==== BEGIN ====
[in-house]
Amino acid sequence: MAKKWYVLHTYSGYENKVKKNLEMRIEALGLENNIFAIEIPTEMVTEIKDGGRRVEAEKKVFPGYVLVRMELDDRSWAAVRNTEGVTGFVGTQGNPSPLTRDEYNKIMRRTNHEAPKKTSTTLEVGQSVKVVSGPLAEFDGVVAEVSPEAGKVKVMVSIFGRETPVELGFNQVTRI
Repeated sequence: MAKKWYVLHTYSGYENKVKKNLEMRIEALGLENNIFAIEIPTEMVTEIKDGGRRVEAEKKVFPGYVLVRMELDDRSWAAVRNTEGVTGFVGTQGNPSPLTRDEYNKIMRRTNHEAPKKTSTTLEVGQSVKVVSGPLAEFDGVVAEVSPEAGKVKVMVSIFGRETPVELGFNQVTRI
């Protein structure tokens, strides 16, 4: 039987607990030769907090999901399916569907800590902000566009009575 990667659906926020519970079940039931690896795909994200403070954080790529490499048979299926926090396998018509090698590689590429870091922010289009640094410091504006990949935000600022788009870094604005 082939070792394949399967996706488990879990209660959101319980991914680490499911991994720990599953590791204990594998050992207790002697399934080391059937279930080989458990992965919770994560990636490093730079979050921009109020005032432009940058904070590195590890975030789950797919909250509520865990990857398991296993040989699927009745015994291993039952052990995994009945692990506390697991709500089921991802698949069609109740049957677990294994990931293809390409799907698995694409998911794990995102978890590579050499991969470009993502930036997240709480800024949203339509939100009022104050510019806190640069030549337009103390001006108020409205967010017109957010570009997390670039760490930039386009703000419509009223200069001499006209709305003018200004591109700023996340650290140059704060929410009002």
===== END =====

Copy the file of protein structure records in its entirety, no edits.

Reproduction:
[in-house]
Amino acid sequence: MAKKWYVLHTYSGYENKVKKNLEMRIEALGLENNIFAIEIPTEMVTEIKDGGRRVEAEKKVFPGYVLVRMELDDRSWAAVRNTEGVTGFVGTQGNPSPLTRDEYNKIMRRTNHEAPKKTSTTLEVGQSVKVVSGPLAEFDGVVAEVSPEAGKVKVMVSIFGRETPVELGFNQVTRI
Repeated sequence: MAKKWYVLHTYSGYENKVKKNLEMRIEALGLENNIFAIEIPTEMVTEIKDGGRRVEAEKKVFPGYVLVRMELDDRSWAAVRNTEGVTGFVGTQGNPSPLTRDEYNKIMRRTNHEAPKKTSTTLEVGQSVKVVSGPLAEFDGVVAEVSPEAGKVKVMVSIFGRETPVELGFNQVTRI
């Protein structure tokens, strides 16, 4: 039987607990030769907090999901399916569907800590902000566009009575 990667659906926020519970079940039931690896795909994200403070954080790529490499048979299926926090396998018509090698590689590429870091922010289009640094410091504006990949935000600022788009870094604005 082939070792394949399967996706488990879990209660959101319980991914680490499911991994720990599953590791204990594998050992207790002697399934080391059937279930080989458990992965919770994560990636490093730079979050921009109020005032432009940058904070590195590890975030789950797919909250509520865990990857398991296993040989699927009745015994291993039952052990995994009945692990506390697991709500089921991802698949069609109740049957677990294994990931293809390409799907698995694409998911794990995102978890590579050499991969470009993502930036997240709480800024949203339509939100009022104050510019806190640069030549337009103390001006108020409205967010017109957010570009997390670039760490930039386009703000419509009223200069001499006209709305003018200004591109700023996340650290140059704060929410009002």